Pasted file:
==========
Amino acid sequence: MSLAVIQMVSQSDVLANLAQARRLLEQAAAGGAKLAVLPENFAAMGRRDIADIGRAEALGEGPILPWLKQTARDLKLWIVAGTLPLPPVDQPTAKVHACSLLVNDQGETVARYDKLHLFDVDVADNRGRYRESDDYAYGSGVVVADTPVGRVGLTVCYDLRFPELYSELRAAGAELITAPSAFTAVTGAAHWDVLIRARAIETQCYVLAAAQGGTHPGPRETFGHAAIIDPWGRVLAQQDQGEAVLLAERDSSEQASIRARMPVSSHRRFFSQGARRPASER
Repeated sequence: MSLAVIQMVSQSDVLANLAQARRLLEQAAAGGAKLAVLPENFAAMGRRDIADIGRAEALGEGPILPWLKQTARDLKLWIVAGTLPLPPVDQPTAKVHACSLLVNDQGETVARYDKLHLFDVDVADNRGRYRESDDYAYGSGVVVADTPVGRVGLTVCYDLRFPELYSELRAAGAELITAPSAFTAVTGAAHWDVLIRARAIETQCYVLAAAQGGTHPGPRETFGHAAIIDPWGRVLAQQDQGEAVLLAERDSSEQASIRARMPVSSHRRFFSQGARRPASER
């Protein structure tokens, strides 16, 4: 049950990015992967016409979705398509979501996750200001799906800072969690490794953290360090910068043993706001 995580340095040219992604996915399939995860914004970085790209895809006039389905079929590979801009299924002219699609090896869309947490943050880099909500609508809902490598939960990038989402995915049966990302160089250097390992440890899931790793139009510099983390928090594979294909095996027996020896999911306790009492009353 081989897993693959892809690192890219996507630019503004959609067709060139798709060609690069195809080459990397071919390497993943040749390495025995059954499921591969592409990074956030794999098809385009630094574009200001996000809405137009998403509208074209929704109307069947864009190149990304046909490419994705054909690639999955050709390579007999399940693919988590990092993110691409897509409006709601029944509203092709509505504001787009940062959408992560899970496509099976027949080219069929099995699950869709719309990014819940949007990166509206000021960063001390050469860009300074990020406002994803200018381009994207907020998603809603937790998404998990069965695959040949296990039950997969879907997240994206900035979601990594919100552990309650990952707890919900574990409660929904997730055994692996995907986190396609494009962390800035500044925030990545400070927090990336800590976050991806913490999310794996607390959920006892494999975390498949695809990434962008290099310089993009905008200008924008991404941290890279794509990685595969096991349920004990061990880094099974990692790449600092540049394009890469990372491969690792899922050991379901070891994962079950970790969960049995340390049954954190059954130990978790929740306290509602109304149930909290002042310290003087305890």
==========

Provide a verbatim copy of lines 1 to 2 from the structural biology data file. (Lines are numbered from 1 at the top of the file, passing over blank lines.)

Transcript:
Amino acid sequence: MSLAVIQMVSQSDVLANLAQARRLLEQAAAGGAKLAVLPENFAAMGRRDIADIGRAEALGEGPILPWLKQTARDLKLWIVAGTLPLPPVDQPTAKVHACSLLVNDQGETVARYDKLHLFDVDVADNRGRYRESDDYAYGSGVVVADTPVGRVGLTVCYDLRFPELYSELRAAGAELITAPSAFTAVTGAAHWDVLIRARAIETQCYVLAAAQGGTHPGPRETFGHAAIIDPWGRVLAQQDQGEAVLLAERDSSEQASIRARMPVSSHRRFFSQGARRPASER
Repeated sequence: MSLAVIQMVSQSDVLANLAQARRLLEQAAAGGAKLAVLPENFAAMGRRDIADIGRAEALGEGPILPWLKQTARDLKLWIVAGTLPLPPVDQPTAKVHACSLLVNDQGETVARYDKLHLFDVDVADNRGRYRESDDYAYGSGVVVADTPVGRVGLTVCYDLRFPELYSELRAAGAELITAPSAFTAVTGAAHWDVLIRARAIETQCYVLAAAQGGTHPGPRETFGHAAIIDPWGRVLAQQDQGEAVLLAERDSSEQASIRARMPVSSHRRFFSQGARRPASER